The Plumas House was the center of Quincy’s social scene for decades until it burned in 1923. The town of Quincy still resembles its roots as a Gold Rush town that began in 1854. James Bradley was the first to settle the town and named it after his hometown of Quincy, Illinois. Elizabethtown was an adjacent mining camp until it gradually disappeared into what would become the town of Quincy several years later.
Quincy is a small mountain town with a population of less than 2,000 people. As the largest town in Plumas County, Quincy serves as the county seat. It is also distinguished by being the only town in the county with two traffic lights. The town is also known for its preservation of historic buildings, many of them built in the 1920s.
Quincy showcases the arts through its historical murals, art shows and musicals. The annual High Sierra Music Festival started in 1990, is held in early July and draws as many as 10,000 music lovers. Visitor accommodations consist of bed and breakfast inns, motels and campgrounds.
Plumas County is located in the northeast part of California where the Sierra Nevada and Cascade Ranges meet. The Feather River Canyon within the boundaries of Plumas County features spring wildflowers and cascading waterfalls over the steep canyon walls along its national scenic byway. Visitors have their choices of 100 lakes, 1,000 miles of rivers and streams, and more than 1 million acres of natural forest. Recreational activities include hiking, cycling, swimming and other water sports, camping and much more. Summer temperatures range from moderate daytime temperatures in the 80s to cooler evenings in the 50s.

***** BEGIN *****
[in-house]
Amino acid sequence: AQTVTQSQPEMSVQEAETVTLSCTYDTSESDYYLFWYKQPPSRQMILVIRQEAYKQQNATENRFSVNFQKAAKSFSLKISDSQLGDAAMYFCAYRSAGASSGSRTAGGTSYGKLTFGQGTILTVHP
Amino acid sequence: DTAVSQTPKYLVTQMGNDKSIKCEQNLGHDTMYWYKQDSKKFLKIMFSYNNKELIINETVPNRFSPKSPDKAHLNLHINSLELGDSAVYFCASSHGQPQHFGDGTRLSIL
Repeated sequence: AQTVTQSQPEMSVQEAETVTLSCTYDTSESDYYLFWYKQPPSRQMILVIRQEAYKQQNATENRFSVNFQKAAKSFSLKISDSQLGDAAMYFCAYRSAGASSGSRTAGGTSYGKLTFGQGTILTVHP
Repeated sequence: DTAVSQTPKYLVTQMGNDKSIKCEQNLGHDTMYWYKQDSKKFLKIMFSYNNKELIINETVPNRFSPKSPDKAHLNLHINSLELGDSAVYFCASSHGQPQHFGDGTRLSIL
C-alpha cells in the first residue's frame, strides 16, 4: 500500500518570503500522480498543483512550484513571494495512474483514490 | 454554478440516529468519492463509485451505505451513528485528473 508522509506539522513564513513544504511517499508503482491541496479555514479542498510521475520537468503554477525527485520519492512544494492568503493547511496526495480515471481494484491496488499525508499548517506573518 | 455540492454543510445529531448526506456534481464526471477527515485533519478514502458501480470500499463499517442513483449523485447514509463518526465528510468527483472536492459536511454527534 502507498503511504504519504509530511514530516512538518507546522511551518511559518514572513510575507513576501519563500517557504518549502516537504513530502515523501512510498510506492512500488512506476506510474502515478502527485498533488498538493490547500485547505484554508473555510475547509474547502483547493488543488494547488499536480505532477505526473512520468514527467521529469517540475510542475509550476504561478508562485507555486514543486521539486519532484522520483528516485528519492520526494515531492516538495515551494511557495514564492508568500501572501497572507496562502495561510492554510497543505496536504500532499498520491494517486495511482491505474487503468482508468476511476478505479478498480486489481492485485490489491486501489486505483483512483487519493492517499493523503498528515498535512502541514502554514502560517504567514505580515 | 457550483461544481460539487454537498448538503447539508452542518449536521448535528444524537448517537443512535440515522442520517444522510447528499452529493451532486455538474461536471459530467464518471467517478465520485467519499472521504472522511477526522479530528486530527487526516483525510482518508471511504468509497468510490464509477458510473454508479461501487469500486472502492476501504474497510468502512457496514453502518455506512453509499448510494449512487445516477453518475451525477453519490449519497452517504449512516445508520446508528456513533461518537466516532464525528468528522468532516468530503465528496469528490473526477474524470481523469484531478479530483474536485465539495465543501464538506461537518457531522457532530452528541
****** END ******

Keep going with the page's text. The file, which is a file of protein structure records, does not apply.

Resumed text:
For more information about the history of Quincy and Plumas County, visit the Plumas County Museum. The historical marker recognizing the site of the the Plumas House is located at the southwest corner of Main and Court Street in Quincy.
El Rio de las Plumas, “The river of feathers,” lends its name to Plumas County. Captain Luis Arguello named the river, having been impressed by the many floating feathers on the water. Plumas County also contains Beckwourth Pass, the lowest summit of the High Sierra, which quickly became a favorite route of wagon trains.